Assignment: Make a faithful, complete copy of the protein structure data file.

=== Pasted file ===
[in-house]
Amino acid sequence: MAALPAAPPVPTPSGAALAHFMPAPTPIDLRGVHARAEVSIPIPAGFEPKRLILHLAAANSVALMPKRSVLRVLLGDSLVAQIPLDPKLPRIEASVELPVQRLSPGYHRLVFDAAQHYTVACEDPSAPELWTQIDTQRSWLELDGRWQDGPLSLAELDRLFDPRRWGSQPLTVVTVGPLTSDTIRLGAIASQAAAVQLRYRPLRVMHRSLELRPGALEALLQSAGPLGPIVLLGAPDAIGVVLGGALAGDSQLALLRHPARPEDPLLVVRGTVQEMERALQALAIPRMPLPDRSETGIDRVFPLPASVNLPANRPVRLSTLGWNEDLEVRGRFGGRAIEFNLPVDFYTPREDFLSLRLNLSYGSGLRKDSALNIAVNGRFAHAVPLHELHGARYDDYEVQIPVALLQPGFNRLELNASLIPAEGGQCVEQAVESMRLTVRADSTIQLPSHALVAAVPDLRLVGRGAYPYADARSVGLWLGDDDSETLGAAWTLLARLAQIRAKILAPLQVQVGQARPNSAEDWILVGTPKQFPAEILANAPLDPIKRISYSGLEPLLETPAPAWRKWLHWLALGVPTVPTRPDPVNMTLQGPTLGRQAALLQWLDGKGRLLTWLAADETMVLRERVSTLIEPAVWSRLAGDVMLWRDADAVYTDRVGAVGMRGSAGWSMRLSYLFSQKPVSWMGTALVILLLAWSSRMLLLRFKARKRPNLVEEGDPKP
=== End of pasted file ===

[in-house]
Amino acid sequence: MAALPAAPPVPTPSGAALAHFMPAPTPIDLRGVHARAEVSIPIPAGFEPKRLILHLAAANSVALMPKRSVLRVLLGDSLVAQIPLDPKLPRIEASVELPVQRLSPGYHRLVFDAAQHYTVACEDPSAPELWTQIDTQRSWLELDGRWQDGPLSLAELDRLFDPRRWGSQPLTVVTVGPLTSDTIRLGAIASQAAAVQLRYRPLRVMHRSLELRPGALEALLQSAGPLGPIVLLGAPDAIGVVLGGALAGDSQLALLRHPARPEDPLLVVRGTVQEMERALQALAIPRMPLPDRSETGIDRVFPLPASVNLPANRPVRLSTLGWNEDLEVRGRFGGRAIEFNLPVDFYTPREDFLSLRLNLSYGSGLRKDSALNIAVNGRFAHAVPLHELHGARYDDYEVQIPVALLQPGFNRLELNASLIPAEGGQCVEQAVESMRLTVRADSTIQLPSHALVAAVPDLRLVGRGAYPYADARSVGLWLGDDDSETLGAAWTLLARLAQIRAKILAPLQVQVGQARPNSAEDWILVGTPKQFPAEILANAPLDPIKRISYSGLEPLLETPAPAWRKWLHWLALGVPTVPTRPDPVNMTLQGPTLGRQAALLQWLDGKGRLLTWLAADETMVLRERVSTLIEPAVWSRLAGDVMLWRDADAVYTDRVGAVGMRGSAGWSMRLSYLFSQKPVSWMGTALVILLLAWSSRMLLLRFKARKRPNLVEEGDPKP